Sections

Ubisoft CEO addresses abuse scandal, Elite Squad controversy

Yves Guillemot apologizes for failing to protect victims, condemns "anyone using our game as a proxy for hate or toxicity"

Ubisoft CEO Yves Guillemot released a video statement today addressing the company's recent abuse scandal, even more recent criticism over the story of the new mobile game Tom Clancy's Elite Squad, and quashing any notion that he would step down over what has happened.

"This summer, we learned that certain Ubisoft employees did not uphold our company's values, and that our systems failed to protect the victims of their behavior," Guillemot said, referencing numerous reports of abuse by high-level employees and an HR department that routinely ignored complaints about those employees.

"I am truly sorry to everyone who was hurt," Guillemot said. "We have taken significant steps to remove or sanction those who violated our values and code of conduct. And we are working hard to improve our systems and processes.

"We are also focused on improving diversity and inclusivity at all levels of the company. For example, we will invest an additional $1 million over the next five years in our graduate program. The focus will be on creating opportunities for underrepresented groups, including women and people of color to join and thrive at Ubisoft.

"We are at the start of a long journey. Real change will take time. But I am determined to do everything in my power to ensure everyone at Ubisoft feels welcome, respected, and safe. And to rebuild the trust our teams, fans, and players have in us."

Guillemot then responded to last month's uproar over Elite Squad, which sees world governments teaming up with terrorist organizations to stop a bigger threat: a civil protest movement capitalizing on anger over wars, corruption, and poverty that is actually cover for a different terrorist organization.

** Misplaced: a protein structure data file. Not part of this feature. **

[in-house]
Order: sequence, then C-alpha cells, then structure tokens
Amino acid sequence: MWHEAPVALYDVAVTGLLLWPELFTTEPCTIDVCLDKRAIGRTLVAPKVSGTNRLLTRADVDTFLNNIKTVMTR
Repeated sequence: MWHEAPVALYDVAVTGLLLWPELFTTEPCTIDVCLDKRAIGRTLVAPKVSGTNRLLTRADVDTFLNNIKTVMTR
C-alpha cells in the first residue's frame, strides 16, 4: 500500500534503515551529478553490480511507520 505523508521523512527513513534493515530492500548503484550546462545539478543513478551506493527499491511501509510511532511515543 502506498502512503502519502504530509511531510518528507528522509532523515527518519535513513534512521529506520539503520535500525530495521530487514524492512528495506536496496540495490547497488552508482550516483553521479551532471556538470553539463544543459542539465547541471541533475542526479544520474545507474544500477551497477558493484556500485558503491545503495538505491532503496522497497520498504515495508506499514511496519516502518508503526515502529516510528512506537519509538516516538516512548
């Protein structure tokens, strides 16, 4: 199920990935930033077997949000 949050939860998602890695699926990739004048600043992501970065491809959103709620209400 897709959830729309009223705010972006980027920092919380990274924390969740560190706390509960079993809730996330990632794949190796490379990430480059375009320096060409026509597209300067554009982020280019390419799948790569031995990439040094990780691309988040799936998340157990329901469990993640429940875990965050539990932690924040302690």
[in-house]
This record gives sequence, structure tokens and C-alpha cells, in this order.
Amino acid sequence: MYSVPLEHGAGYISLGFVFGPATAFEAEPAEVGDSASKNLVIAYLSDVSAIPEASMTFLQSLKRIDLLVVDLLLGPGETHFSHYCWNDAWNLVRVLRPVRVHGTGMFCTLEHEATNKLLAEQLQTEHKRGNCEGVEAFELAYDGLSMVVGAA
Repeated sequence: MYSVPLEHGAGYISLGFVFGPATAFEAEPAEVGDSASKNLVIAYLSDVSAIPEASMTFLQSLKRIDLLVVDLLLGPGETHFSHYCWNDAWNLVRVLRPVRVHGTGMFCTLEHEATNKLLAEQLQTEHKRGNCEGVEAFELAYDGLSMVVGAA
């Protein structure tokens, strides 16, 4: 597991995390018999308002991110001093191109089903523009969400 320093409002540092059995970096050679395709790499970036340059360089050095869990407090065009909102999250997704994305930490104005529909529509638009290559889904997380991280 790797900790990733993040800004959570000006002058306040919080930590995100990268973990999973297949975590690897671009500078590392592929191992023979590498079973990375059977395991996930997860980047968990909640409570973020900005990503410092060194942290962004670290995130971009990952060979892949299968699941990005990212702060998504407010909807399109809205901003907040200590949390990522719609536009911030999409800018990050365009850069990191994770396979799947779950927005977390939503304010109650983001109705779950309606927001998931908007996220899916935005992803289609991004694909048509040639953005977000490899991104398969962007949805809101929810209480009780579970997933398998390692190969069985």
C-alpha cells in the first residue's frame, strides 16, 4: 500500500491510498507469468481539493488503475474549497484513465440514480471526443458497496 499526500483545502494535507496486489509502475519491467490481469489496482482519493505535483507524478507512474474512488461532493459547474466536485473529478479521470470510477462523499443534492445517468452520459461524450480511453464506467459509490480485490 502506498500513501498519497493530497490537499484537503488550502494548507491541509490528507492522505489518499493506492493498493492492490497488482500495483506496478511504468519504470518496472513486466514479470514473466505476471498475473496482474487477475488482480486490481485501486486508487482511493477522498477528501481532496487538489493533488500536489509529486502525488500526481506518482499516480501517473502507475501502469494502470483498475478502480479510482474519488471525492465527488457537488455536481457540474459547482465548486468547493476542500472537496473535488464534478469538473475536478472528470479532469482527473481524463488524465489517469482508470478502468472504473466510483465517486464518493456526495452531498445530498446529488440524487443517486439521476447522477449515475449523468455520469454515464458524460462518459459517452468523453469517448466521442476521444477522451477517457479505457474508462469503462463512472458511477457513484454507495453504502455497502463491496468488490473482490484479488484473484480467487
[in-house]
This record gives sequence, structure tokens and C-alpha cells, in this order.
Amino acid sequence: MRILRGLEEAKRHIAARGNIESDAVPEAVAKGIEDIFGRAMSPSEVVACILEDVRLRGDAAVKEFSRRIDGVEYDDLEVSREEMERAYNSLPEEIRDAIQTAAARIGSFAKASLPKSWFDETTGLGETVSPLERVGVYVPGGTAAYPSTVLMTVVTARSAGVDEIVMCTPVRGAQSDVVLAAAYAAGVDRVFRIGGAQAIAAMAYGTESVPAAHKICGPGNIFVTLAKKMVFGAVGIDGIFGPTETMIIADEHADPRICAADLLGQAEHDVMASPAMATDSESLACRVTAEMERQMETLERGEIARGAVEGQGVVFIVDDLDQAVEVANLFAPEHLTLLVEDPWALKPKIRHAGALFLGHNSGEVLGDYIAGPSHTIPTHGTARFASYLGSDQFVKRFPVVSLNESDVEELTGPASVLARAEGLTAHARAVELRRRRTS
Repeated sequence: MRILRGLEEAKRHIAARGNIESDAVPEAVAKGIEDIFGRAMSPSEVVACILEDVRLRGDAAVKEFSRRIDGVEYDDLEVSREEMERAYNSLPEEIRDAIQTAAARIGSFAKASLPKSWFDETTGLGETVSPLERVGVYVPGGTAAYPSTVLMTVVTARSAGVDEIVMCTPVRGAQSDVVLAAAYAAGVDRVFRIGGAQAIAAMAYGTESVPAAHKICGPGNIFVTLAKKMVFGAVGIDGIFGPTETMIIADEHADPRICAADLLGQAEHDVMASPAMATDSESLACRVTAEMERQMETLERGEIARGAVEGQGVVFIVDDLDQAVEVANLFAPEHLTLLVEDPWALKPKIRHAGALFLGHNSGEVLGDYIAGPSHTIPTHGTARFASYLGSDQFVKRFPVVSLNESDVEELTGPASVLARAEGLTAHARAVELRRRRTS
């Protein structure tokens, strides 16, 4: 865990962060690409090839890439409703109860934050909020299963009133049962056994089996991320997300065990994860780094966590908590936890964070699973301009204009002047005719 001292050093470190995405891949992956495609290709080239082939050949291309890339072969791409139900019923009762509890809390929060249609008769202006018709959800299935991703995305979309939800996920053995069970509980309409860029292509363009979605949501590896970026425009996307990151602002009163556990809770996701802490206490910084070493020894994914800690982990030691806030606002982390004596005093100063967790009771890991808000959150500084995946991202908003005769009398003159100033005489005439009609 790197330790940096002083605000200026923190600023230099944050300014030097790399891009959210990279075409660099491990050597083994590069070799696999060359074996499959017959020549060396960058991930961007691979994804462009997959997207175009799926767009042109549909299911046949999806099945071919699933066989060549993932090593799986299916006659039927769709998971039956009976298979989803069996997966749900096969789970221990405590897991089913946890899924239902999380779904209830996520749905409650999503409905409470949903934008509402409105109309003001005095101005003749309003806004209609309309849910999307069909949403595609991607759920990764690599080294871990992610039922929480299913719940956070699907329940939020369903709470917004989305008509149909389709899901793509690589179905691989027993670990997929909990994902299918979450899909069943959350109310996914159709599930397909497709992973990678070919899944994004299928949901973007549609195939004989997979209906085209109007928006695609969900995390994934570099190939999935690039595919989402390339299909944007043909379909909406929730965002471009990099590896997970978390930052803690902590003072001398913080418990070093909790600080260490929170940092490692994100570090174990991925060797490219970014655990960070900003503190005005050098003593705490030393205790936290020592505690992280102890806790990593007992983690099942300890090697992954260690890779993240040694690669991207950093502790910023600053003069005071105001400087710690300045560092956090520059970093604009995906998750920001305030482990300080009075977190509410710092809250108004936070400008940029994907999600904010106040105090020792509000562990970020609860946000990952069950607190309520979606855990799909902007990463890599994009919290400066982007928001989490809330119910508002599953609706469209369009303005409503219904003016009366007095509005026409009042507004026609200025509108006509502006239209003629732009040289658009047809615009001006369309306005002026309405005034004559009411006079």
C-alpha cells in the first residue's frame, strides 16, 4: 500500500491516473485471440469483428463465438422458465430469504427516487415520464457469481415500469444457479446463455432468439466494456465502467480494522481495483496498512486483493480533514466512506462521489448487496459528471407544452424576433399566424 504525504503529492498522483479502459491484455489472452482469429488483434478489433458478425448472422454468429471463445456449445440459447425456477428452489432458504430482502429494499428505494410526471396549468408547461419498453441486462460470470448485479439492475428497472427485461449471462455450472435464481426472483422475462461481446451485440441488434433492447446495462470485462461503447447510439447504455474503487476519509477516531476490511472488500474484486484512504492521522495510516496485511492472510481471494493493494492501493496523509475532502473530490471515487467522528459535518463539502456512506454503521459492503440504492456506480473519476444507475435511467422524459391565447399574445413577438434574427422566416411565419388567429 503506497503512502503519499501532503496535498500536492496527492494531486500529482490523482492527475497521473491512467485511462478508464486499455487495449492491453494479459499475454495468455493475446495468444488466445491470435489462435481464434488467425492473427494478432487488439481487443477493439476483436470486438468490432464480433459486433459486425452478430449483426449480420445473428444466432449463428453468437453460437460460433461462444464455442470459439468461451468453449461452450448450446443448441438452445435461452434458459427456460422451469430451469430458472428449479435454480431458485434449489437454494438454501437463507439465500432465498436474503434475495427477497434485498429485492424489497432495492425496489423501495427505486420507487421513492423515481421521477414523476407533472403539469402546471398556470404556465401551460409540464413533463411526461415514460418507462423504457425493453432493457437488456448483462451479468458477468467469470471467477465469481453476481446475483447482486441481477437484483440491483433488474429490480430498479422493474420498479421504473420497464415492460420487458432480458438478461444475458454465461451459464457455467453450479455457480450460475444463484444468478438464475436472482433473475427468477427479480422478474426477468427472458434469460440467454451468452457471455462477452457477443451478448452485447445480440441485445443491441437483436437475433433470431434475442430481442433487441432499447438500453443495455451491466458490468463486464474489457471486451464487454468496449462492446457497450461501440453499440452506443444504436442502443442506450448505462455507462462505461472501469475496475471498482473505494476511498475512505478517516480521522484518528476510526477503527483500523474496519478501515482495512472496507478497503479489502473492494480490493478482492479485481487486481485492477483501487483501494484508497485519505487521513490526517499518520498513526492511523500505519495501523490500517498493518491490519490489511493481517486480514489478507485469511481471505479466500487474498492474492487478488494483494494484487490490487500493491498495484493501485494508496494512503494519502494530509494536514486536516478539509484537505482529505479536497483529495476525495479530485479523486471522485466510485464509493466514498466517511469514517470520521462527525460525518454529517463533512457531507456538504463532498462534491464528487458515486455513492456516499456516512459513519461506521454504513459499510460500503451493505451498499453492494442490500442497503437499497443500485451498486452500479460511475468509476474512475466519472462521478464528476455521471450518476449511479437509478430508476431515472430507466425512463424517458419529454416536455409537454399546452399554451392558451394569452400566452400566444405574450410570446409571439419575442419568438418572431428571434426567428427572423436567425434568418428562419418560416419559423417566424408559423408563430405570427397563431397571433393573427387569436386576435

"Around the world, this year continues to be a time of societal unrest," Guillemot said. "I want to be clear. Ubisoft stands for equality and respect for all. Unfortunately, one of our recent mobile games included content that was inappropriate. This kind of oversight cannot happen. We are putting in place safeguards to prevent it in the future."

The inappropriate content referenced by Guillemot is apparently a raised fist often associated with the Black Power movement, which was originally the chosen logo of Elite Squad's antagonist group Umbra. After complaints about the premise and presentation of Elite Squad began to grow, Ubisoft's response focused on the raised fist logo and said it would be patched out of the game.

"We condemn anyone using our game as a proxy for hate or toxicity," Guillemot specified in his message today. "We fully support the Black Lives Matter movement. And today, we are making an additional donation to the NAACP Legal Defense Fund."

Finally, Guillemot dismissed any thought that he might step down, saying, "I am fully committed to leading the change at Ubisoft, and to ensuring we always uphold and exemplify our core values. In the company, in the industry, the community, and in our games."

The statement was released just hours before Ubisoft's next Forward video event to promote its upcoming games. The company's original Forward event took place in July, the day after three senior executives including Chief Creative Officer Serge Hascoët stepped down from their roles as a result of the abuse scandal.

Ubisoft was criticized for not addressing the scandal in its Forward event at the time, with the company releasing a statement saying the content had been pre-recorded.

When asked on Twitter if today's statement would be included in the Forward event, Ubisoft said it would not initially "due to timing constraints," but the company planned to include it in archived versions of the event.

More stories

Lucasfilm and Ubisoft partner on Star Wars game

Update: Lucasfilm Games clarified that EA will continue to work on Star Wars titles going forward, with several projects currently in the works

By Marie Dealessandri

Ubisoft unveils scholarship for Black UK students to support games career paths

Annual scholarship will provide £11,250 per year toward fees and living expenses, mentorship, and a three-month paid internship

By Rebekah Valentine

Latest comments

Sign in to contribute

Need an account? Register now.